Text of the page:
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Tuesday, January 17, 2023

Volleyball Coaching Life-Thoughts are the Enemy of Flow

I am a big fan of serendipity; I love it when disparate threads from my life manage to get intertwined in my mind and create a new connection.

Ever since the passing of Jeff Beck last week, I had been astounded by my social media feeds filling up with tributes, live performance videos, and stories that honor him.

I found a video that was posted three months ago by Rick Beato, obviously not as a posthumous tribute. If you are unfamiliar with Beato’s YouTube channel ( ,  you should take a dip into its wonders. He creates videos about music, mostly about rock, jazz, and pop music as he is a music producer. The videos take a deep dive into what makes the specific music he showcases great. He digs into music theory, pontificate about the reasons that he thinks makes the music great, he tells great stories about the music business, and of course he mentions the musician he has known; it is well worth checking out.

This video is about Jeff Beck’s music, Beato makes the point that his playing is “uncopiable” ( . The performance footage that Beato showed was intense, moving, and virtuosic.  In the middle of one of the performance footages, Beato quotes Vinnie Colaiuta, Jeff Beck’s drummer, describing the reason for Jeff Beck’s virtuosic playing:

“Thought is the enemy of flow.”

Beato isn’t the only one that notes Jeff Beck’s uniqueness as a musician, the laudatory tweets and tributes from other notable musicians, particularly other guitarists, are not only numerous, enthusiastic, and worshipful, they refer specifically to his lyrical interpretations and the musicality of his performances.

I am fascinated by exceptional people who do exceptional things. I am especially interested about why and how the way that they do what they do is different and unique, so different and unique that makes their work sublime and verging on the superhuman. I like to watch people unleash their genius while practicing their craft, in other words, I like to watch people in the flow. My fascination comes from a pragmatic place, a place where I wonder if I can replicate their flow experience for myself. Whether I can teach my students and players to experience flow, not just experience it once, but experience it regularly, continuously, and consistently.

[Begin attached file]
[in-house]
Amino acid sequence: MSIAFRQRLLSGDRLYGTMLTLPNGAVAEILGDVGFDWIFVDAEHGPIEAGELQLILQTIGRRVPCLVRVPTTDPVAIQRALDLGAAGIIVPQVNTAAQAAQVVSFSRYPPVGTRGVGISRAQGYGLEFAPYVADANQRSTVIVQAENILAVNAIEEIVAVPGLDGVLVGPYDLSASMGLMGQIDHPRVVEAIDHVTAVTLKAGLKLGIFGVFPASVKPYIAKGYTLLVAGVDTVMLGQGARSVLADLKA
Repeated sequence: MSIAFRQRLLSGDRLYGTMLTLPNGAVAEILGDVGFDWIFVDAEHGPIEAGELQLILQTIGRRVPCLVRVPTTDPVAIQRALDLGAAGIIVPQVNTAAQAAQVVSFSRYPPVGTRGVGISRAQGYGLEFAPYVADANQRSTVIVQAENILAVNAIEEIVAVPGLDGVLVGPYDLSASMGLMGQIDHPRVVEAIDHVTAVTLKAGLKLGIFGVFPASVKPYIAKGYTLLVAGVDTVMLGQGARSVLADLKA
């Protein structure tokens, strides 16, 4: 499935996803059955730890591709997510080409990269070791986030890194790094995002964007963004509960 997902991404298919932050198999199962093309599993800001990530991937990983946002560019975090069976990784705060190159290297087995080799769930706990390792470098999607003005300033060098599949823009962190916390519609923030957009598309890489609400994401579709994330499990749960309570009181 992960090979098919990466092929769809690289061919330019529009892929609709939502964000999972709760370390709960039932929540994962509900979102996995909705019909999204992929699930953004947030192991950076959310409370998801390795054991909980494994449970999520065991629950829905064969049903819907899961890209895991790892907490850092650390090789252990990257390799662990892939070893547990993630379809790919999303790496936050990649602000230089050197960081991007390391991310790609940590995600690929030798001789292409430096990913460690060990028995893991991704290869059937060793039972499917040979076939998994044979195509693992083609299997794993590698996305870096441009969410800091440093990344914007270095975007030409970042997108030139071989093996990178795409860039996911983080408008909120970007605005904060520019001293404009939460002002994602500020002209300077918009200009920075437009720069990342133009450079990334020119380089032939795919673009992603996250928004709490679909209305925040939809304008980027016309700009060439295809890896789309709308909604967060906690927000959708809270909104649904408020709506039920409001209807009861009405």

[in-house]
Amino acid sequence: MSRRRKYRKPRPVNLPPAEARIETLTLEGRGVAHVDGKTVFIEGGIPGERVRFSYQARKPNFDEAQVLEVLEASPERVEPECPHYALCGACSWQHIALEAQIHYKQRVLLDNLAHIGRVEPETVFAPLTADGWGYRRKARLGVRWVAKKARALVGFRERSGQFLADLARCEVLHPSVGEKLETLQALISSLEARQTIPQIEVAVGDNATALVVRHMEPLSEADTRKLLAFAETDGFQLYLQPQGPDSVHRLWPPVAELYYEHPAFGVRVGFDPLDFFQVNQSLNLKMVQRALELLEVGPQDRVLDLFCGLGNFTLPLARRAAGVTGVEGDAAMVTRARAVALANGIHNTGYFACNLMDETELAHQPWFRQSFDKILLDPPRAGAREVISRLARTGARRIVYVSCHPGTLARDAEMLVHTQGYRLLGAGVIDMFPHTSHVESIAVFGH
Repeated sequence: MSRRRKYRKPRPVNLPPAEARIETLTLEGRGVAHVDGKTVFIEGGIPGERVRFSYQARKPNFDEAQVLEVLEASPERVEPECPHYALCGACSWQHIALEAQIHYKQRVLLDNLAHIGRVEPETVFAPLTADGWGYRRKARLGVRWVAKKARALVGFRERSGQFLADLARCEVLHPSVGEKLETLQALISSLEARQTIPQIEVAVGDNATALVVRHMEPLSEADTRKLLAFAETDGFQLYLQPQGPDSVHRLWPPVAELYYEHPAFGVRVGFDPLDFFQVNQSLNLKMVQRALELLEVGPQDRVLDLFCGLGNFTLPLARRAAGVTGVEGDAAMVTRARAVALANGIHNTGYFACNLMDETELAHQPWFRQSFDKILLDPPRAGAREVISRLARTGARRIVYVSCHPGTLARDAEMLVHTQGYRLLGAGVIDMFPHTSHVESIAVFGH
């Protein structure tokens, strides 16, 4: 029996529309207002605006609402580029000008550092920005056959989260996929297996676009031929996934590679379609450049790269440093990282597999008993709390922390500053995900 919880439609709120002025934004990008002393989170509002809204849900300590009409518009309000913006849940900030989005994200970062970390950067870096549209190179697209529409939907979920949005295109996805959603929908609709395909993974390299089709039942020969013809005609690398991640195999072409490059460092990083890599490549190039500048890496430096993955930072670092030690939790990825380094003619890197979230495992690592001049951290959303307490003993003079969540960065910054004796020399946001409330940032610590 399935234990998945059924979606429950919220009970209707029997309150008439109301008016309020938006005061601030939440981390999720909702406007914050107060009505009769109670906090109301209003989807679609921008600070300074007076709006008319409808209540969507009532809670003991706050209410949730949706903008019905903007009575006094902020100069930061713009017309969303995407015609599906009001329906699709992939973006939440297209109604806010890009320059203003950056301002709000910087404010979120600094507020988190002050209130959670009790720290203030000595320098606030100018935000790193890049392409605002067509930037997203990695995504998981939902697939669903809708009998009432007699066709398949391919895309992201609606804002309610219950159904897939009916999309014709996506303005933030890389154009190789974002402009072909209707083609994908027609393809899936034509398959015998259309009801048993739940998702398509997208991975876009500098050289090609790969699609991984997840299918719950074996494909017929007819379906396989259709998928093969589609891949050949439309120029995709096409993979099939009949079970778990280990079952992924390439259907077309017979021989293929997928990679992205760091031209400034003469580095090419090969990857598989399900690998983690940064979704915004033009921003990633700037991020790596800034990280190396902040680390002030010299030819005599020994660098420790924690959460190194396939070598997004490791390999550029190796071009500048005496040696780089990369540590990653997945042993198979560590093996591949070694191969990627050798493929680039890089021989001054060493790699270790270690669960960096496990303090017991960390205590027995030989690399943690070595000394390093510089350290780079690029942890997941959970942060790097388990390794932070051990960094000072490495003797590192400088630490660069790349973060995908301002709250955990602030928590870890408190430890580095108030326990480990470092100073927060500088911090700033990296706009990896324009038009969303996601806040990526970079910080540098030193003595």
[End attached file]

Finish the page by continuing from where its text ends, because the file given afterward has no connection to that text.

This is the eternal question then: even as the people who can perform within the flow cannot, with certainty, tell us how and why they do what they do in minute detail, because if they were to try to describe how they flowed, they would stop flowing. If they tried to dogmatically analyze and break down how and why they do what they do, they will have lost that magic of flow instantaneously, because “Thought is the enemy of flow.”

Historically, the flow concept is one that is beyond human language’s ability to convey. To paraphrase Justice Potter Stewart when he was referring to a pornography case being debated in front of the Supreme Court: “I cannot define it, but I know it when I see it.” Moreover, one usually does not become aware of being in the flow as the recognition that you are in the flow snaps you out of the flow. That is part of the uniqueness of being in flow, once you realize you are in flow, that recognition usually takes you out of flow.

Of course, that doesn’t stop people from trying. Mihaly Csiksentmihalyi describes the state of flow in his  book The Psychology of the Optimal Experience (Csikszentmihalyi 1990) and Edward Slingerland describes wu-wei, a Taoist concept akin to flow in his book  Trying Not to Try: The Art and Science of Spontaneity (Slingerland, Trying Not to Try: The Art and Science of Spontaneity 2014). The two approached it from two completely dissimilar cultural contexts, one from the western psychological view and the other from the Chinese Taoist and Confucian traditions.

Here’s how Mihaly Csikszentmihalyi described the state of flow:

Being completely involved in an activity for its own sake. The ego falls away.  Every action, movement, and thought follows inevitably from the previous one, like playing jazz. Your whole being is involved, and you’re using your skills to the utmost.”

The first two complete sentences: The ego falls away.  Every action, movement, and thought follows inevitably from the previous one, like playing jazz. Neatly encapsulates the feel of flow. It is also very meaningful that he compared the feeling of flow to music.

While Edward Slingerland defined wu-wei as:

the dynamic, effortless, and unselfconscious state of mind of a person who is optimally active and effective.

The words: dynamic, optimally active, effective stand out. Slingerland’s word selection makes us infer physical states of being effortful; these words are juxtaposed with the words effortless and unselfconscious, which infer mental states of being fluid, unforced and unconscious. The descriptive words being used seem deliberately contradictory, which accurately captures the tension inherent in how we understand flow/wu-wei; we are performing purposefully with our actions yet also free flowing with our intent.